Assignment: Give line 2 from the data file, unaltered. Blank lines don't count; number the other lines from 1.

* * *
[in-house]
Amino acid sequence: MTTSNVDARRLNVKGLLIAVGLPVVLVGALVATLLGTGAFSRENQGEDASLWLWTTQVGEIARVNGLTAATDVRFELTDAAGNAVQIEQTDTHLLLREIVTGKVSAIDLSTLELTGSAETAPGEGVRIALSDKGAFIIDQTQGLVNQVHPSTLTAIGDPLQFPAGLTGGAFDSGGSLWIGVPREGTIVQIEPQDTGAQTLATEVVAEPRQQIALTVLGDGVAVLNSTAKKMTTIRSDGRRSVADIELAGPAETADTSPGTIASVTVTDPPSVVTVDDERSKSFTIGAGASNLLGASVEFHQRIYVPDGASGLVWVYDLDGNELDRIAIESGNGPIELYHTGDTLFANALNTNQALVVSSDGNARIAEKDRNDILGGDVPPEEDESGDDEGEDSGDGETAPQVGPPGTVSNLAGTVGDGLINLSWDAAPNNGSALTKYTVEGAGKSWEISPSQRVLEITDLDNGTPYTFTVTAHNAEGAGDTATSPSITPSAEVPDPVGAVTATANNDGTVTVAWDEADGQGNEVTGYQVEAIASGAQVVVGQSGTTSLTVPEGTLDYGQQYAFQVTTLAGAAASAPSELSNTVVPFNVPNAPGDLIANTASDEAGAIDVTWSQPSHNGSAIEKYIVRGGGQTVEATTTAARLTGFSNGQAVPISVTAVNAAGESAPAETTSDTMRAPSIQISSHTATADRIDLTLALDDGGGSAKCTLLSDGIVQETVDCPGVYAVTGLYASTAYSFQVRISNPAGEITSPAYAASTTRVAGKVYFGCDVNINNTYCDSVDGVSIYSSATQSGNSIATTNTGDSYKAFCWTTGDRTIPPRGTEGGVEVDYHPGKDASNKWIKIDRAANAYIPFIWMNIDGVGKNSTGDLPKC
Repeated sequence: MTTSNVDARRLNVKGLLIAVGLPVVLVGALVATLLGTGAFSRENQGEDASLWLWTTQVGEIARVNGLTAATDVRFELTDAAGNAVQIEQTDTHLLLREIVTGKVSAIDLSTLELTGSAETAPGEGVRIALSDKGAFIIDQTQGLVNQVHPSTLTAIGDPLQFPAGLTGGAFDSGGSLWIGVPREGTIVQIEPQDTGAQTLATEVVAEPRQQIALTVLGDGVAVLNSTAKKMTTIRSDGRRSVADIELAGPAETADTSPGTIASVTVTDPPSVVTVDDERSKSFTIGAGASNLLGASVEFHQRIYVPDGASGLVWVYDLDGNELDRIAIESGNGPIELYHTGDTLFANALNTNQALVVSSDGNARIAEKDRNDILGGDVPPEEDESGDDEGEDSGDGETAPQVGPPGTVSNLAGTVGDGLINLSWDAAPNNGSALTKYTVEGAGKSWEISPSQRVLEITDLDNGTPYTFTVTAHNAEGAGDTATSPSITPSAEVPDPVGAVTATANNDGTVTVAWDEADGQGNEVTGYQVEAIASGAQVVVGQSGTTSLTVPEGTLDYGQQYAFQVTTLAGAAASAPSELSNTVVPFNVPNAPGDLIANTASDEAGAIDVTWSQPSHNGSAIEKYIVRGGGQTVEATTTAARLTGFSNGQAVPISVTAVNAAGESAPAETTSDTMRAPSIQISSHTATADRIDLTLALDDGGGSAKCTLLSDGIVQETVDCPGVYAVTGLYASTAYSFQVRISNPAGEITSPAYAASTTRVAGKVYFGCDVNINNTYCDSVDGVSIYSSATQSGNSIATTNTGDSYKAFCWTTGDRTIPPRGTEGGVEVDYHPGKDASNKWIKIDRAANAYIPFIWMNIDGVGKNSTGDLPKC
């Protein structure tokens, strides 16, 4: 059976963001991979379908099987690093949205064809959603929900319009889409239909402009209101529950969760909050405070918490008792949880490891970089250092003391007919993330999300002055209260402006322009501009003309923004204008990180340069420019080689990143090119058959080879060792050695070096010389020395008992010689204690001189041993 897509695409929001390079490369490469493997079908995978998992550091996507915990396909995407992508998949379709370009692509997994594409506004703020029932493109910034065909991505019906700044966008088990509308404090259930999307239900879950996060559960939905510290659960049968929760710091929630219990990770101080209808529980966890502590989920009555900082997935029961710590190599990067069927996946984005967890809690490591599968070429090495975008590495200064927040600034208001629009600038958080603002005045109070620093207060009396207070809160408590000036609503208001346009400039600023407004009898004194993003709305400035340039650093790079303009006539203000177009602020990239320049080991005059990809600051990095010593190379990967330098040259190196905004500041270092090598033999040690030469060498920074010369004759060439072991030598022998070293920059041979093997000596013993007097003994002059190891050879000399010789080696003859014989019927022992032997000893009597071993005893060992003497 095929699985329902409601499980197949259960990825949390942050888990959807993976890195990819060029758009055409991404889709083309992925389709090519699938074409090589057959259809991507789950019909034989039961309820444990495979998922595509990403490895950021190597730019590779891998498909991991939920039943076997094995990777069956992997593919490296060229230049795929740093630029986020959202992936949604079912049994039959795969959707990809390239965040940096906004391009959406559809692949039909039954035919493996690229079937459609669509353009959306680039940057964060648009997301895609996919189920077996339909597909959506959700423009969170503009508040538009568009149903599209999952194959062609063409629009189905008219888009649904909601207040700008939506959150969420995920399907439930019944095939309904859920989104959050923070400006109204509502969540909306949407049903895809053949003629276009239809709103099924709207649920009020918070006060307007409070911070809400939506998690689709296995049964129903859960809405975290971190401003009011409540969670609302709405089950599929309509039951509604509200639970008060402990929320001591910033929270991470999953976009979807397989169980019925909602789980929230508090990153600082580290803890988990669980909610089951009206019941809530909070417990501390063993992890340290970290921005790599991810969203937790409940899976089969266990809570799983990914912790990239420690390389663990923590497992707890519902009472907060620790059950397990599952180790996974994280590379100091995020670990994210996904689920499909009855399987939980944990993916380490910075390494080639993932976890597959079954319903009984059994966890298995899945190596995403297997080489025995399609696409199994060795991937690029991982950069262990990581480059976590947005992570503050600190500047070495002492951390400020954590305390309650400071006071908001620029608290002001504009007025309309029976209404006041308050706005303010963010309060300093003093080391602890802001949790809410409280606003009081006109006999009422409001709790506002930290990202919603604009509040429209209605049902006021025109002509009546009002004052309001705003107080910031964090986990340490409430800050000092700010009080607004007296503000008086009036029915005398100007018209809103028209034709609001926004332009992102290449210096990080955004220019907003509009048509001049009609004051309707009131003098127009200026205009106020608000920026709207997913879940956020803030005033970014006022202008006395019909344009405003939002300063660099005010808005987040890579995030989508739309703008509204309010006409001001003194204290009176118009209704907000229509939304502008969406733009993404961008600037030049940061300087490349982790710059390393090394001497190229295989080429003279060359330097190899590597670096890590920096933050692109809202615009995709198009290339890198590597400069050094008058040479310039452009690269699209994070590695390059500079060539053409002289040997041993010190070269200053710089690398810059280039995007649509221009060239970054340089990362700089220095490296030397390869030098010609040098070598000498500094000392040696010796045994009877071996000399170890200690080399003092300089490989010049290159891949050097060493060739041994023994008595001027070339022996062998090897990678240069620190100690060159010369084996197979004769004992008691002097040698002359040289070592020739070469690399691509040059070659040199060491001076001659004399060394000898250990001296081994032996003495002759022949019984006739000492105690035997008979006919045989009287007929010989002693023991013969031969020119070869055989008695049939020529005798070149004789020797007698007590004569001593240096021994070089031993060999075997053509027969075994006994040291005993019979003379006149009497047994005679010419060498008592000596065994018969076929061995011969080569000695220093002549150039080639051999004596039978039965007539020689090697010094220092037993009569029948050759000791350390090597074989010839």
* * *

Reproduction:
Amino acid sequence: MTTSNVDARRLNVKGLLIAVGLPVVLVGALVATLLGTGAFSRENQGEDASLWLWTTQVGEIARVNGLTAATDVRFELTDAAGNAVQIEQTDTHLLLREIVTGKVSAIDLSTLELTGSAETAPGEGVRIALSDKGAFIIDQTQGLVNQVHPSTLTAIGDPLQFPAGLTGGAFDSGGSLWIGVPREGTIVQIEPQDTGAQTLATEVVAEPRQQIALTVLGDGVAVLNSTAKKMTTIRSDGRRSVADIELAGPAETADTSPGTIASVTVTDPPSVVTVDDERSKSFTIGAGASNLLGASVEFHQRIYVPDGASGLVWVYDLDGNELDRIAIESGNGPIELYHTGDTLFANALNTNQALVVSSDGNARIAEKDRNDILGGDVPPEEDESGDDEGEDSGDGETAPQVGPPGTVSNLAGTVGDGLINLSWDAAPNNGSALTKYTVEGAGKSWEISPSQRVLEITDLDNGTPYTFTVTAHNAEGAGDTATSPSITPSAEVPDPVGAVTATANNDGTVTVAWDEADGQGNEVTGYQVEAIASGAQVVVGQSGTTSLTVPEGTLDYGQQYAFQVTTLAGAAASAPSELSNTVVPFNVPNAPGDLIANTASDEAGAIDVTWSQPSHNGSAIEKYIVRGGGQTVEATTTAARLTGFSNGQAVPISVTAVNAAGESAPAETTSDTMRAPSIQISSHTATADRIDLTLALDDGGGSAKCTLLSDGIVQETVDCPGVYAVTGLYASTAYSFQVRISNPAGEITSPAYAASTTRVAGKVYFGCDVNINNTYCDSVDGVSIYSSATQSGNSIATTNTGDSYKAFCWTTGDRTIPPRGTEGGVEVDYHPGKDASNKWIKIDRAANAYIPFIWMNIDGVGKNSTGDLPKC